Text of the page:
This spring at a plant exchange a lady gave me some branchy type things with cabbage leaves. She said just stick these in the ground and then you’ll have perpetual cabbages, just break off the side shoots and eat them. They are called chou Daubenton. Chou means cabbage, but I don’t know why the name Daubenton.
I stuck them in and they took and now they have grown so I was wondering should I cut the growing tip or wait until the side shoots get bigger and just eat them. I did some googling and found a very nice forum that is mainly for tomatoes, but they branch out into other things also. I was advised to cut them so that they will be compact and not break this winter.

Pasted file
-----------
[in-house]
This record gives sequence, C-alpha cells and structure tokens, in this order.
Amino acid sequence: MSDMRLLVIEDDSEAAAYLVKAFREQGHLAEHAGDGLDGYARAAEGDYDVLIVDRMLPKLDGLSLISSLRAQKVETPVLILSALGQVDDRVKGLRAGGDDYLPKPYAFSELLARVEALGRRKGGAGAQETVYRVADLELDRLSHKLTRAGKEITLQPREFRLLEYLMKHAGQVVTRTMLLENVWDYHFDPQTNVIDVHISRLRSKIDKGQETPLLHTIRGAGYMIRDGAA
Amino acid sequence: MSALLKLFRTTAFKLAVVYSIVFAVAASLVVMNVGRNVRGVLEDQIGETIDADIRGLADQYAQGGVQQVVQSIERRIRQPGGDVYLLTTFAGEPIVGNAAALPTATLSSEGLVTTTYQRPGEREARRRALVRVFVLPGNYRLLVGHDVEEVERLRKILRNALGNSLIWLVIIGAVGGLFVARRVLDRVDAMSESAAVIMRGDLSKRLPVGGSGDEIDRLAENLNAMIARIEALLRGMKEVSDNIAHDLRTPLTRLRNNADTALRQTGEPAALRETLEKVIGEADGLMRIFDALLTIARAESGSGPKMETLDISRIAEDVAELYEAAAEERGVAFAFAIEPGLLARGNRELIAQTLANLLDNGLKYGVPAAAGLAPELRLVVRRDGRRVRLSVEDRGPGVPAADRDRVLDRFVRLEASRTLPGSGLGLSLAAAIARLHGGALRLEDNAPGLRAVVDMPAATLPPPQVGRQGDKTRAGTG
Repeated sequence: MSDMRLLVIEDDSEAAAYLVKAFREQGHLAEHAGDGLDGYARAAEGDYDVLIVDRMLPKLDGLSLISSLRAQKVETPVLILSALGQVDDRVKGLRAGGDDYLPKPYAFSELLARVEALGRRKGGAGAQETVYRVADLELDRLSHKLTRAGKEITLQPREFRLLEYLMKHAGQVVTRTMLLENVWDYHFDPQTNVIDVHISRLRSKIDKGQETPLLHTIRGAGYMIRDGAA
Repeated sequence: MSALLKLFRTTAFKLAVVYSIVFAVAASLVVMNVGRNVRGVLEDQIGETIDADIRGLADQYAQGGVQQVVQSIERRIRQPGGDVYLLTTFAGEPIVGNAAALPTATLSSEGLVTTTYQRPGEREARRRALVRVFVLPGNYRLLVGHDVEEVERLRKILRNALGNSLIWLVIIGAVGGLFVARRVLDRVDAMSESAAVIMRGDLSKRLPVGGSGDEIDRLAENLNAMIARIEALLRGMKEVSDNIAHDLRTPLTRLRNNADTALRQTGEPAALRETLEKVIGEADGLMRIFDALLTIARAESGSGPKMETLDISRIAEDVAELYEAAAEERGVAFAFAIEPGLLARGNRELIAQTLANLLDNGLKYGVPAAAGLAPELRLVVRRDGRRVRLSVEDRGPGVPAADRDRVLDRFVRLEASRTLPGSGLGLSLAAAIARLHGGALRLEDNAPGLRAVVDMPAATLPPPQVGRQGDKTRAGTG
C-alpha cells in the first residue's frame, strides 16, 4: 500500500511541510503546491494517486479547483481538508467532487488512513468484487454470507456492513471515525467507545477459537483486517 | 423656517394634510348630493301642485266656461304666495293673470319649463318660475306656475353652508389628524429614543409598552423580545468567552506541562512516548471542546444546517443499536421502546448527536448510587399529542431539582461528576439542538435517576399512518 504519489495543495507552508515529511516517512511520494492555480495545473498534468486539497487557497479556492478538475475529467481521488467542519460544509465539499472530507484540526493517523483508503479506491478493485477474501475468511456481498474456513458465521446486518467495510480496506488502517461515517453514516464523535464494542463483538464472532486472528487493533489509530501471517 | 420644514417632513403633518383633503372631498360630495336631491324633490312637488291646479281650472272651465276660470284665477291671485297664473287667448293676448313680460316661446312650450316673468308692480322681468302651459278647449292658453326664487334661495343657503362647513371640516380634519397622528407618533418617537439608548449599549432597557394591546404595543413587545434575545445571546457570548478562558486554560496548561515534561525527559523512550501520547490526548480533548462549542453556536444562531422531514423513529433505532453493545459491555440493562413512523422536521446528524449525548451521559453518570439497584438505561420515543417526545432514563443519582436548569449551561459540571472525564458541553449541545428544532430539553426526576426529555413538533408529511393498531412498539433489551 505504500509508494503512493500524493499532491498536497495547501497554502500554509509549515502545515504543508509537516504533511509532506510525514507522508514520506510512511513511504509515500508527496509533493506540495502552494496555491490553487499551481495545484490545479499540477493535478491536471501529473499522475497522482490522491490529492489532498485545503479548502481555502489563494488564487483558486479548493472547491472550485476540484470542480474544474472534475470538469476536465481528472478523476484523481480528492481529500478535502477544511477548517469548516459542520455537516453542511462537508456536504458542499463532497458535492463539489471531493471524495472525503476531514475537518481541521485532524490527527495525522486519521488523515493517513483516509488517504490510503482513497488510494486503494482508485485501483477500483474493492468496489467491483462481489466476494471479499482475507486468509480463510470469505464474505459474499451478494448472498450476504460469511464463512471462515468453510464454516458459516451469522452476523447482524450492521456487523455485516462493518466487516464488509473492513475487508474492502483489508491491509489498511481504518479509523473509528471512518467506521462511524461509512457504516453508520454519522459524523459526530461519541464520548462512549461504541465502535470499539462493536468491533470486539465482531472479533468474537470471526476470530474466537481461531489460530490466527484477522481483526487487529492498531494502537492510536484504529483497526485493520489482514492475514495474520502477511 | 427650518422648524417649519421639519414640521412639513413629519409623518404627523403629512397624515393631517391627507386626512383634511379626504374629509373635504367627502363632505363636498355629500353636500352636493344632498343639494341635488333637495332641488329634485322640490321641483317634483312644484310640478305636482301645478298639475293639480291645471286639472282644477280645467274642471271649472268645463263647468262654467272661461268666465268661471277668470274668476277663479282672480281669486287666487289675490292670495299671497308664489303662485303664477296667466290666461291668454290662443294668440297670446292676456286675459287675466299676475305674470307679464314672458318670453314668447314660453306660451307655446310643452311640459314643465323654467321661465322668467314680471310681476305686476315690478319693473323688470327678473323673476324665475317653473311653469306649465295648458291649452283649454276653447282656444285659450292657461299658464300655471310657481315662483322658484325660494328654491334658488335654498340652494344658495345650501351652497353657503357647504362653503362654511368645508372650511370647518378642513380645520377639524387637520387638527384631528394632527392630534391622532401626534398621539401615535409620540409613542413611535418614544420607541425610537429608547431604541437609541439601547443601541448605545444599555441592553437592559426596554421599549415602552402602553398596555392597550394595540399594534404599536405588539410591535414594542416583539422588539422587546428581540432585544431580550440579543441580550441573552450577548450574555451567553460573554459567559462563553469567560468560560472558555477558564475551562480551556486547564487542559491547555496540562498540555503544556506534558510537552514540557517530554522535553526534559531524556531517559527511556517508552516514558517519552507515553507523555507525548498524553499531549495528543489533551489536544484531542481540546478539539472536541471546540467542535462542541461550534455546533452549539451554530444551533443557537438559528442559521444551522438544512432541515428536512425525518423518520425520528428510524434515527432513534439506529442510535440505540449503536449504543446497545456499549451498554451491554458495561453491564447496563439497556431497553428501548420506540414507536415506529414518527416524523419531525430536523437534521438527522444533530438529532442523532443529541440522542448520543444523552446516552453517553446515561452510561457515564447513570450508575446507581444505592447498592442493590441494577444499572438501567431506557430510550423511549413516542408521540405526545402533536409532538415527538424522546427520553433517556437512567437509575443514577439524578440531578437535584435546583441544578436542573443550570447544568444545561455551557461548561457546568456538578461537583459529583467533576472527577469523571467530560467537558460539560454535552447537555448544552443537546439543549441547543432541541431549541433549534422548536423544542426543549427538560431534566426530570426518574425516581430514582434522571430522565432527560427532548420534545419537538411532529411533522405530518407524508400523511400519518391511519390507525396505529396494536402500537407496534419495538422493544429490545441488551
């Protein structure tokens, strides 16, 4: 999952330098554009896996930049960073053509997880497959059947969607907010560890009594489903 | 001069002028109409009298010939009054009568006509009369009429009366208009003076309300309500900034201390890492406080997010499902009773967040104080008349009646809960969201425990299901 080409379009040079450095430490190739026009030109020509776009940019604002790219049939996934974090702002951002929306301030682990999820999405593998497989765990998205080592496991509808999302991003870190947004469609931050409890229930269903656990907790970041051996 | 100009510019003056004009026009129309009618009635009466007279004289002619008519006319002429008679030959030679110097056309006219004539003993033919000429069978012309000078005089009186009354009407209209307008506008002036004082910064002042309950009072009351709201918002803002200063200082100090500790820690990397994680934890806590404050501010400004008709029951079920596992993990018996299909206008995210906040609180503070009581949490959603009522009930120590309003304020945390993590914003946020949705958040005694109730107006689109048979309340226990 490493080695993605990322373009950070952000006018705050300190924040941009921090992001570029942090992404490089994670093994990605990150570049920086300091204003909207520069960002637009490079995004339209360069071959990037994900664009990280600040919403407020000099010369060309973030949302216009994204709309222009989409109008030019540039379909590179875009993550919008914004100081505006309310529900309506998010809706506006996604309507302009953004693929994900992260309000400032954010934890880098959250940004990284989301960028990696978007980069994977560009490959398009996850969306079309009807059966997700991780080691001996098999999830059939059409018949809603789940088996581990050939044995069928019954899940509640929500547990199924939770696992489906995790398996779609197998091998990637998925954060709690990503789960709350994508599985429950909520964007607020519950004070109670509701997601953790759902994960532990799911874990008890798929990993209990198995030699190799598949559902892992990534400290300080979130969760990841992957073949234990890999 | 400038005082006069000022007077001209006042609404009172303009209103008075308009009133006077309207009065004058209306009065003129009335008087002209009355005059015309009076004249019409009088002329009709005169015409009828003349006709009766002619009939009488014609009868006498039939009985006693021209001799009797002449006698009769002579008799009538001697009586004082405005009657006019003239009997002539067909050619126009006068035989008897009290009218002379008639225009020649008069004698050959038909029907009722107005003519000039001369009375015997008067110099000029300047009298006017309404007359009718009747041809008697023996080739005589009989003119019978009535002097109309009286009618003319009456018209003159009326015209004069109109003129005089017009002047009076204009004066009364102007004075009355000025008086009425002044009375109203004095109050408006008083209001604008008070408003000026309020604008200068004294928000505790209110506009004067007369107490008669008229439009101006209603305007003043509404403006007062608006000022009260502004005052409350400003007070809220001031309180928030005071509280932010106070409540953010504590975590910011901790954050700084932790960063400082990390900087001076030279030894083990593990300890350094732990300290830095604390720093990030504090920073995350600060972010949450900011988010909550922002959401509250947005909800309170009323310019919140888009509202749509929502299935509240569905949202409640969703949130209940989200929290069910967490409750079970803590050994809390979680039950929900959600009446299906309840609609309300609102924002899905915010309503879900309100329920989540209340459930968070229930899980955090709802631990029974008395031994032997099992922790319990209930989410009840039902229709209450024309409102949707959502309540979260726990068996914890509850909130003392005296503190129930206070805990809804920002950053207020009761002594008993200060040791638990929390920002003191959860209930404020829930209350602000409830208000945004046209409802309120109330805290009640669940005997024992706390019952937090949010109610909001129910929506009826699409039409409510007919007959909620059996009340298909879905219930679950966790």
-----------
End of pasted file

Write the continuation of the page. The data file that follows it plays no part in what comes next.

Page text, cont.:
So tonight was the great adventure on our plates. People compare them to asparagus or broccoli. A nearby farmer’s wife said she considers them to be for the rabbits. So I really didn’t know what to expect.
I decided to steam them and serve with vinaigrette. I didn’t know how far to go in preparing them. Should I pare the stems like I do broccoli? Will the leaves be tough?
Here they are, ready to be cooked. I took off some of the leaves and gave them to the chickens. I steamed them for about 10 minutes, then let cool a bit. They were very good, very much like broccoli and yes, I should have peeled the stems, but the leaves were delicious.
Brassica oleracea, var. ramosa